NSF grant advances career and educational pathways in geospatial technology

Northern Arizona University has been awarded a $448,000 grant from the National Science Foundation to support career and educational pathways in geospatial technology.

Through the Geospatial Connections Promoting Advancement to Careers and Higher Education, or GEOCACHE, project, NAU will partner with Mesa Community College to integrate GST and project-based learning in new and existing courses, increase awareness of and training for GST-related careers through internships, outreach and industry involvement, and provide sustained professional development in GST skills for high school, community college and university faculty.

“This exciting collaboration with Mesa Community College will provide multiple entry points into the field for a diverse group of learners,” said Lori Ann Rubino-Hare, professional development coordinator at NAU’s Center for Science Teaching and Learning.

Using GST to solve problems collaboratively not only supports a possible career, but enhances student achievement in STEM fields and provides 21st century workforce skills, Rubino-Hare said.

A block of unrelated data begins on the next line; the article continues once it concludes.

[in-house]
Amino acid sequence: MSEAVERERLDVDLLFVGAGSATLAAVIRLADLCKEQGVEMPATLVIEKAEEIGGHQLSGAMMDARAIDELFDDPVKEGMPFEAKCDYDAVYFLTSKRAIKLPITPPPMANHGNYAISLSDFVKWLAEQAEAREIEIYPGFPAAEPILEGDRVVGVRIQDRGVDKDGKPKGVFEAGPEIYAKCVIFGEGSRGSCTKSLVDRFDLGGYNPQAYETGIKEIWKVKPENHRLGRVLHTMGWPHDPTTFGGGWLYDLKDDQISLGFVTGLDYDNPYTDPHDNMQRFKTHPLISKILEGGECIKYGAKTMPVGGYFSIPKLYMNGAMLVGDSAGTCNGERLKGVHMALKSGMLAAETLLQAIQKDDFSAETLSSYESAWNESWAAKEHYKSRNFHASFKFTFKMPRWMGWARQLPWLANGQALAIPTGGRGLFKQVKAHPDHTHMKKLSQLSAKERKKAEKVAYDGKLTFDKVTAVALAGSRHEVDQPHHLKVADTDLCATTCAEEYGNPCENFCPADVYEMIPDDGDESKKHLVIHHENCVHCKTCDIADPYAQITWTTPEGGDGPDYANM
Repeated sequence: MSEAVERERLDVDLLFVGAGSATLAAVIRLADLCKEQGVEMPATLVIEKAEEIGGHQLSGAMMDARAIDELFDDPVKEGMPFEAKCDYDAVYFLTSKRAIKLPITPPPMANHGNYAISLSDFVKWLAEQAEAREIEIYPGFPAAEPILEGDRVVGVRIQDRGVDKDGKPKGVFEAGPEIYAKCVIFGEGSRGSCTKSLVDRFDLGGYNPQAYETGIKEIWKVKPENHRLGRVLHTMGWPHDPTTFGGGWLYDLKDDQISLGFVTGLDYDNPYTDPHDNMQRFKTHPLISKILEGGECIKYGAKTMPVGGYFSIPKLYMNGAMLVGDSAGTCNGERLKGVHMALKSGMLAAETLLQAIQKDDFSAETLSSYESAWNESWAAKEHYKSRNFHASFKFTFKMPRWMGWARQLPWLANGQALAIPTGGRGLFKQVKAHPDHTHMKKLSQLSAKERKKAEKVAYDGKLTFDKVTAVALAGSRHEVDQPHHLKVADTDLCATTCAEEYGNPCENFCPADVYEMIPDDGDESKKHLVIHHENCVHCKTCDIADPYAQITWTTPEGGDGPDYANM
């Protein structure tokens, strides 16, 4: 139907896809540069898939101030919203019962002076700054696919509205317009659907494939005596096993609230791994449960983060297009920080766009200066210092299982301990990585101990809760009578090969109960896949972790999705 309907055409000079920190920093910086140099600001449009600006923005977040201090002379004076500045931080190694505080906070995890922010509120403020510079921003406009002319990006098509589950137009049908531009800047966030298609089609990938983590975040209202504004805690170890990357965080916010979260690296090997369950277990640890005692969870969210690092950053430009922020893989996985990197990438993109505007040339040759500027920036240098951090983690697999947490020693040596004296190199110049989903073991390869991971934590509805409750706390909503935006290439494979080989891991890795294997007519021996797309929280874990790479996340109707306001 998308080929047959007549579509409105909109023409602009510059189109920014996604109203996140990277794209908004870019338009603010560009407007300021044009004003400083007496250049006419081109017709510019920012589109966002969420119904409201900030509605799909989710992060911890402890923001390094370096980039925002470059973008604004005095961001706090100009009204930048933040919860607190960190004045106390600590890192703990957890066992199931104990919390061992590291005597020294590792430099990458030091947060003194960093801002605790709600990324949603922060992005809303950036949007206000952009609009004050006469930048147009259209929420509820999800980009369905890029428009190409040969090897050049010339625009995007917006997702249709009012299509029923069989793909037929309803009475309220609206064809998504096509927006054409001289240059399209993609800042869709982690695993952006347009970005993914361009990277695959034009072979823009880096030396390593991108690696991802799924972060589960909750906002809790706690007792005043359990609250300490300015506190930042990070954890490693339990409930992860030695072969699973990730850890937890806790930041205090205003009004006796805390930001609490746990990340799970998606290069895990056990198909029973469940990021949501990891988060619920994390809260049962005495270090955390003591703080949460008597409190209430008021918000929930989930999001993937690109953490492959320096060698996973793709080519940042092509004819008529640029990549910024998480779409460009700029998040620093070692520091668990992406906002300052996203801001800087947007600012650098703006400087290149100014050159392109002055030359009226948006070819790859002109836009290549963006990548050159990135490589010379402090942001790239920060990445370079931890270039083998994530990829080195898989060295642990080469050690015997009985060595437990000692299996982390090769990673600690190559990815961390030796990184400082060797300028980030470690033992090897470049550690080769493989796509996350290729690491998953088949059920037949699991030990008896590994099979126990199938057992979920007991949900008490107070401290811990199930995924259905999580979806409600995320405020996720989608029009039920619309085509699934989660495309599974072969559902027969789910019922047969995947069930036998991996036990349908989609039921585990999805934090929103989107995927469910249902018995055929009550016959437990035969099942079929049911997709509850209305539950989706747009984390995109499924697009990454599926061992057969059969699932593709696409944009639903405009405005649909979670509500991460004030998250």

Assistant professor Mark Manone, who directs NAU’s Geospatial Research and Information Laboratory, points to the wide-ranging application of GST skills. It’s not just hard-science jobs that are out there, Manone said. The technology is being used in “anything that deals with location-based information,” from city planning to business marketing. “It’s an emerging field that’s going to provide for career paths in diverse areas,” he said.

In fact, the U.S. Department of Labor considers the field a high-growth industry and projects GST employment to increase 35 percent by 2020.

A survey of Arizona employers who use GST, however, identified a deficit in key STEM and GST skill sets among potential and current employees.

According to Rubino-Hare, the project will help to change this and ensure Arizona is ready to meet the GST workforce demand of the future.

“NAU and MCC will see more students entering geospatial certification and degree programs, and industry partners will benefit from increased and better-qualified applicants,” she said.